Mar 28, 2013 06:04 PM IST | Source: CNBC-TV18

Overweight on India; see good return in 1 year: JP Morgan

Adrian Mowat, Chief Asian & Emerging Equity Strategist at JPMorgan feels China is more concerned about earnings. He also added that Japan is outperforming due to the encouraging statements made by Bank of Japan.

The European crisis have weighed over global markets for quite some time but, Adrian Mowat, Chief Asian & Emerging Equity Strategist at JPMorgan believes China is more concerned about earnings. He also added that Japan is outperforming due to the encouraging statements made by Bank of Japan. Going forward, he expects this outperformance to continue.

Also read: Neutral on India; see little follow-through on reform: HSBC

Mowat told CNBC-TV18 that the Indian market is performing in line with other emerging market economies. But, it will be difficult for the government to meet its divestment target, he opined.

At the moment, Mowat is overweight on India and sees good returns over the next twelve months. According to him, policy and governance issues are likely to be key risks for the Indian market.

Here is the edited transcript of the interview on CNBC-TV18.

Q: Market seemed quite nervous about the news flow that might come through from Cyprus as also the political noise one has been hearing from Italy since last evening. Are you getting the sense that we could be headed for a sharp cut around these news events?

A: I do not think so. I would argue that the market in China is more concerned about the end of the results season. They are not really sure what to look forward to. The banks came out with good full year results, but it is quite likely that Net Interest Margins (NIM) and credit costs are going to be in the wrong direction in the first quarter results, which will be out within a month.

With regards to Japan, it is a market that has had an extremely powerful rally. The Topix was up 22 percent quarter-to-date when we started this morning. So a little bit of profit taking cannot be ruled out as we run into the Easter holidays. It seems quite reasonable. I am actually surprised how little discussion I am having with clients, with regards to Cyprus.

Q: How do you read all these moving elements? This year has been extremely different from equities than what we have seen in the past. There is the US and Japan which seem on track to making new highs for themselves. The eurozone is in a mess and Asia has been quite disparate as have been emerging markets. Is that the trend you think we are going to live with this year that no two markets will move in the same direction?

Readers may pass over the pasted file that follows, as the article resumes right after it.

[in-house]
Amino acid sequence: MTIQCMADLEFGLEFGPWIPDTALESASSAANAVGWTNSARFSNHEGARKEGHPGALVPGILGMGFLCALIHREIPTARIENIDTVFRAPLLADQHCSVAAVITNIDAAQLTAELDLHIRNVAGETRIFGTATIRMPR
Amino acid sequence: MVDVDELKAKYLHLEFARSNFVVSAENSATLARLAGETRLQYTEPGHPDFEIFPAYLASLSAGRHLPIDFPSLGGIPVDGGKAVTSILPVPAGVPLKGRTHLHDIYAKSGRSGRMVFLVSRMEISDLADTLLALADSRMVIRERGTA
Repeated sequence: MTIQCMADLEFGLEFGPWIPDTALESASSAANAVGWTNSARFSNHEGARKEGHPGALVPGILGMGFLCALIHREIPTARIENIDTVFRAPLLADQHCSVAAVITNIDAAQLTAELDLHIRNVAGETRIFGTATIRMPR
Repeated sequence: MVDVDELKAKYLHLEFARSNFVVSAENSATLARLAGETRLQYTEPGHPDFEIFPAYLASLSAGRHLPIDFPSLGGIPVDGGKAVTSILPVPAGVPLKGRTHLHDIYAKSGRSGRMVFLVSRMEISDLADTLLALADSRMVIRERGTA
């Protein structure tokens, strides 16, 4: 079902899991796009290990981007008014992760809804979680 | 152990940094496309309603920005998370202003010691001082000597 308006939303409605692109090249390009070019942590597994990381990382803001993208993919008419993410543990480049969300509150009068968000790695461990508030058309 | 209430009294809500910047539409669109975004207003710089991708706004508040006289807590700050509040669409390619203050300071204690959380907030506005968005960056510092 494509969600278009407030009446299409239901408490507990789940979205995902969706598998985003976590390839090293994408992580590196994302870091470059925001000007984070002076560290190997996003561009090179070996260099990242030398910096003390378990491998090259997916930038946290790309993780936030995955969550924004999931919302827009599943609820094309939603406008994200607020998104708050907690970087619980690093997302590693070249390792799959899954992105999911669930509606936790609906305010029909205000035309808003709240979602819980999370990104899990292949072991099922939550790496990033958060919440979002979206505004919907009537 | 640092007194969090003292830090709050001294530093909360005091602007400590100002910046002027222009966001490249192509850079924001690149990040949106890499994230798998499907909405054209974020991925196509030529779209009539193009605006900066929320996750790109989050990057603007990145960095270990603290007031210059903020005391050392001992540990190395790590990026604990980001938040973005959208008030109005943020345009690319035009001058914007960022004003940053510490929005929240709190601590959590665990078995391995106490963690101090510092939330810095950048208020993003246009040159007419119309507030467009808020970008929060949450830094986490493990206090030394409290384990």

A: The environment is beta poor in emerging markets, but alpha rich. It is important to understand what exactly is going on here in these major markets. In the US market, we are seeing a high level of buybacks. It tends to favour companies with more stable earnings and that is why staples have been outperforming.
We are also seeing leverage buyout transactions such as what is going with Buffet buying into a large soup company. He is borrowing at 3 percent, buying a company with steady earnings and an 8.5 percent pre-tax earnings yield. That is the support for the US market. With us likely to have zero interest rates well through 2015, I see no reason why that should change.

We were optimistic about what is going on in Japan. I would expect Japan's outperformance to continue and what we are finding in the large emerging markets is that people are confused by policy in Brazil, Russia. Sentiment on Russia is particularly low and maybe that is more directly affected by what is happening in Cyprus. They are confused by policy in Brazil. They are looking at Korea and Taiwan and saying these are the countries that suffer as the Yen weakens.

Hence, large cap EM is out of favour but smaller EMs like Thailand and Philippines are outperforming the US and Japan. That is because they have got a very good economic momentum. We have just upgraded Malaysia at the beginning of the week. We like that story with healthy domestic growth, both for capex as well as consumption. So there are things to do here, but they tend to be in the smaller parts of the benchmark.


Q: The Indian market has underperformed and delivered negative returns from the start of the year, but the money has not given up on India yet. At the close of this month we have got another Rs 9,000-10,000 crore from the Foreign Institutional Investors (FII). Are they being patient? Is it a tactical move? How do you read it?

A: India has performed in line with the emerging markets. Judging by the moves today, it may actually finish the quarter a little bit ahead of the emerging market indices. The market is down, but EM is down as well. So it is not an underperforming market.

The way we look at it is we see India as having a very tough start to the year for the economy. The consumers are dealing with higher diesel prices. Petrol prices have moved up quite a lot in the last six months. We have a relatively austere Budget. All of that argues for disappointing economic data and disappointing earnings.

We would view any weakness as a great buying opportunity. India’s risk premium is going to fall a lot over the next 12 months. The current account and the fiscal deficit is moving in the right direction. The central bank is cutting interest rates and maybe they will continue to lean against this fiscal discipline, fiscal austerity. If we look at governance, the cabinet’s board on investment could be very important in kick-starting capex.